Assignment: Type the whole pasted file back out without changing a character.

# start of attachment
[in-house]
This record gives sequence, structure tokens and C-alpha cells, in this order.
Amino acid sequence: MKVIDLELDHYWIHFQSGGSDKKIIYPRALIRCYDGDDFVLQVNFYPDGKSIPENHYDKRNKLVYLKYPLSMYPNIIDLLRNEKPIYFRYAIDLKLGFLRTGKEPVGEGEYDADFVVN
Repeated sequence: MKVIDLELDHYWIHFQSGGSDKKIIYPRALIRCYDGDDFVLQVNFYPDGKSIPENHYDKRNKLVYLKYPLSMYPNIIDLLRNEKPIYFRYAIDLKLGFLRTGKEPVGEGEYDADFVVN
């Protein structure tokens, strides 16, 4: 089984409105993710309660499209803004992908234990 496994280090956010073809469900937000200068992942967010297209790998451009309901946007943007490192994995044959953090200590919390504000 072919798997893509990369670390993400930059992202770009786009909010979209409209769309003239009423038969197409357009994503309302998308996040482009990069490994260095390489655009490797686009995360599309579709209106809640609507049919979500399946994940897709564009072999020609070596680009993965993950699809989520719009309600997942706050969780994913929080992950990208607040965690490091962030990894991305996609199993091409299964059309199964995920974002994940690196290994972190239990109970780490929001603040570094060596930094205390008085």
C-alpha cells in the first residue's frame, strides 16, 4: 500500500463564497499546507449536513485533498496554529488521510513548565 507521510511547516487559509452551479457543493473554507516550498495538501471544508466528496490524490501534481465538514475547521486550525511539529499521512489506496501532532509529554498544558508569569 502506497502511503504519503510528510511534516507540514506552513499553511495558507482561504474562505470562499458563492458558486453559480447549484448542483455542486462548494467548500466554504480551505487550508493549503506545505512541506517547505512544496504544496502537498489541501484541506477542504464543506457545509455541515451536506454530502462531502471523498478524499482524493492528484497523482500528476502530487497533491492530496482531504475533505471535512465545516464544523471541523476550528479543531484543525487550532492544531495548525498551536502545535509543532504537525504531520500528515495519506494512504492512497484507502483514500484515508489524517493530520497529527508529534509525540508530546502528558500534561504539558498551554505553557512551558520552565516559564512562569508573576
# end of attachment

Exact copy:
[in-house]
This record gives sequence, structure tokens and C-alpha cells, in this order.
Amino acid sequence: MKVIDLELDHYWIHFQSGGSDKKIIYPRALIRCYDGDDFVLQVNFYPDGKSIPENHYDKRNKLVYLKYPLSMYPNIIDLLRNEKPIYFRYAIDLKLGFLRTGKEPVGEGEYDADFVVN
Repeated sequence: MKVIDLELDHYWIHFQSGGSDKKIIYPRALIRCYDGDDFVLQVNFYPDGKSIPENHYDKRNKLVYLKYPLSMYPNIIDLLRNEKPIYFRYAIDLKLGFLRTGKEPVGEGEYDADFVVN
């Protein structure tokens, strides 16, 4: 089984409105993710309660499209803004992908234990 496994280090956010073809469900937000200068992942967010297209790998451009309901946007943007490192994995044959953090200590919390504000 072919798997893509990369670390993400930059992202770009786009909010979209409209769309003239009423038969197409357009994503309302998308996040482009990069490994260095390489655009490797686009995360599309579709209106809640609507049919979500399946994940897709564009072999020609070596680009993965993950699809989520719009309600997942706050969780994913929080992950990208607040965690490091962030990894991305996609199993091409299964059309199964995920974002994940690196290994972190239990109970780490929001603040570094060596930094205390008085």
C-alpha cells in the first residue's frame, strides 16, 4: 500500500463564497499546507449536513485533498496554529488521510513548565 507521510511547516487559509452551479457543493473554507516550498495538501471544508466528496490524490501534481465538514475547521486550525511539529499521512489506496501532532509529554498544558508569569 502506497502511503504519503510528510511534516507540514506552513499553511495558507482561504474562505470562499458563492458558486453559480447549484448542483455542486462548494467548500466554504480551505487550508493549503506545505512541506517547505512544496504544496502537498489541501484541506477542504464543506457545509455541515451536506454530502462531502471523498478524499482524493492528484497523482500528476502530487497533491492530496482531504475533505471535512465545516464544523471541523476550528479543531484543525487550532492544531495548525498551536502545535509543532504537525504531520500528515495519506494512504492512497484507502483514500484515508489524517493530520497529527508529534509525540508530546502528558500534561504539558498551554505553557512551558520552565516559564512562569508573576